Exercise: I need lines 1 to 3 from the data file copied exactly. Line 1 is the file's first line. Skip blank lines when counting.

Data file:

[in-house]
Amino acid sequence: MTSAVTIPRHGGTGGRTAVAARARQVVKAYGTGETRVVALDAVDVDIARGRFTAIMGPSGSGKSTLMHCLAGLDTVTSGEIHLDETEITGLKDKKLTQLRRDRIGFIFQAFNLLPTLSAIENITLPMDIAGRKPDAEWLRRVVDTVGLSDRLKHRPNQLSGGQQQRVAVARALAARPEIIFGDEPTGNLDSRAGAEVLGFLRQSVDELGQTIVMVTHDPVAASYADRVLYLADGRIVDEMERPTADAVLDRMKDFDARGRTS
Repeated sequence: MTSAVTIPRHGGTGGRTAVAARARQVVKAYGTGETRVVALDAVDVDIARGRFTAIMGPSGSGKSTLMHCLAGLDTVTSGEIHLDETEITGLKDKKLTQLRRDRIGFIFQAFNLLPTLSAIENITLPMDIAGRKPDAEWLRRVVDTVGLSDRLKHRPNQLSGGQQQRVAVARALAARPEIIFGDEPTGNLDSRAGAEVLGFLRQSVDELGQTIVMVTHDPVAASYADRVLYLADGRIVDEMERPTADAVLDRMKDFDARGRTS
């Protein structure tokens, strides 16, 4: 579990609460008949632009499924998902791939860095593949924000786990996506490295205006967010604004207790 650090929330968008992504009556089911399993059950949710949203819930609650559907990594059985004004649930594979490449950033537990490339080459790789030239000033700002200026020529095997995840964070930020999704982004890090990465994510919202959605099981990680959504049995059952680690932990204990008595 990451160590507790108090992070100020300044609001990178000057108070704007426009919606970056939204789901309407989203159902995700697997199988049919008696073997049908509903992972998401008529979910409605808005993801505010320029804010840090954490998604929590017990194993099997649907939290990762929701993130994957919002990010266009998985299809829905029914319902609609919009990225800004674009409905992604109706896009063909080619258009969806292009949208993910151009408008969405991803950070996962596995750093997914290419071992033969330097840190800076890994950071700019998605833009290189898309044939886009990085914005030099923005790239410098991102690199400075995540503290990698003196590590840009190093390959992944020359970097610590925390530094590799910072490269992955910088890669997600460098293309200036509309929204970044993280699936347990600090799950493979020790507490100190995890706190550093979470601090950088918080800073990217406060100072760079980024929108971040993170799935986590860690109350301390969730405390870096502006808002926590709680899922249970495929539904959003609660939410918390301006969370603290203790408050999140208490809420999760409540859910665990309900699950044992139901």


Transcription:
[in-house]
Amino acid sequence: MTSAVTIPRHGGTGGRTAVAARARQVVKAYGTGETRVVALDAVDVDIARGRFTAIMGPSGSGKSTLMHCLAGLDTVTSGEIHLDETEITGLKDKKLTQLRRDRIGFIFQAFNLLPTLSAIENITLPMDIAGRKPDAEWLRRVVDTVGLSDRLKHRPNQLSGGQQQRVAVARALAARPEIIFGDEPTGNLDSRAGAEVLGFLRQSVDELGQTIVMVTHDPVAASYADRVLYLADGRIVDEMERPTADAVLDRMKDFDARGRTS
Repeated sequence: MTSAVTIPRHGGTGGRTAVAARARQVVKAYGTGETRVVALDAVDVDIARGRFTAIMGPSGSGKSTLMHCLAGLDTVTSGEIHLDETEITGLKDKKLTQLRRDRIGFIFQAFNLLPTLSAIENITLPMDIAGRKPDAEWLRRVVDTVGLSDRLKHRPNQLSGGQQQRVAVARALAARPEIIFGDEPTGNLDSRAGAEVLGFLRQSVDELGQTIVMVTHDPVAASYADRVLYLADGRIVDEMERPTADAVLDRMKDFDARGRTS